Despite a still high all-cause mortality rate, advances in hematological therapies allow prolonged survival in patients who undergo HSCT.15 Therefore, long-term strategies in managing GvHD manifestations and improving quality of life are pivotal. The aim of oGvHD treatment is to avoid irreversible ocular complications (in particular DES) that, in turn, affect daily quality of life.3 Our current results, based on our initial experience in short-term (6 months) treatment of patients with oGvHD with autologous PL eye drops11 indicate the safety and efficacy of autologous PL eye drops in a longer follow-up. In fact, despite moderate–severe DES (grade 2–3) at enrollment, all patients responded, showing improvement in signs and in symptoms at 6 months; importantly, this improvement was still evident after 3 years of PL therapy. Our results confirm that PDGFs have a crucial role in preserving corneal surface, being involved in the renewal of corneal epithelium and wound-healing processes by interaction with the different corneal cellular components.16 Platelets store a range of potent bioactive mediators, including chemokines and PDGFs in different types of isoforms, TGF β (transforming growth factor β), insulin like growth factors-1, VEGF (vascular endothelial growth factors), EGF, bFGF (basic fibroblast growth factor) and others. When platelets are activated they release their granule contents: proinflammatory cytokines and chemokines, PDGFs, TGF β that contribute to wound healing by attracting macrophages and granulocytes to remove damaged cells and tissue, activating proliferation of fibroblasts and endothelial cells. EGF, bFGF, VEGF promote granulation tissue, collagen synthesis and angiogenesis with a wound contraction. In particular, the release of these pools of mediators by platelets promote re-epithelization.17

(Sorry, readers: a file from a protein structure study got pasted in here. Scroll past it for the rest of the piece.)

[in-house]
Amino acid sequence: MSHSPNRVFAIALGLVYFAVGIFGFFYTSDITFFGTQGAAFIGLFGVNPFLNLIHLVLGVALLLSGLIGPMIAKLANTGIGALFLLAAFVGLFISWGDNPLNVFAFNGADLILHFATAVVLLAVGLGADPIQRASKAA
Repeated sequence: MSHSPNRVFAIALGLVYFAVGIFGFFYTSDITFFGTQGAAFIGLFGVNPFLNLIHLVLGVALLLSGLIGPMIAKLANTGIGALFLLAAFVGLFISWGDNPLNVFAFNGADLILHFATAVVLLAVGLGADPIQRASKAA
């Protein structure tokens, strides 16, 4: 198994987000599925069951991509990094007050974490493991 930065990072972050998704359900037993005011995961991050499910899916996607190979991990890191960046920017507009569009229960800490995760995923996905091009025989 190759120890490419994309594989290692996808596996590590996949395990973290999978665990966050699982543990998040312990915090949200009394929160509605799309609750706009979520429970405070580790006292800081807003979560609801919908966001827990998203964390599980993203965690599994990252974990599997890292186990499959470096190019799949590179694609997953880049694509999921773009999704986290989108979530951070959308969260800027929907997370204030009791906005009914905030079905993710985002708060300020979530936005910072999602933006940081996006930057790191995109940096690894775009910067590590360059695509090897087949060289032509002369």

Compared with AS, PL contains a significantly higher level of growth factors because it is obtained from platelets, which are richer in growth factors, whose concentration is further increased by the freeze–thawing protocol inducing PL. In particular, the higher level of EGF, enhancing proliferation and migration on corneal epithelial cells, accelerates the wound-healing. Furthermore, the significant higher level of FGF, TGF β and PDGF detected in PL eye drops may explain the enhanced proliferation and migration activities of fibroblasts when compared with AS. In addition, the higher efficacy of PL than AS may be due to the higher concentration of PDGFs, and to the absence of contaminating leukocytes.9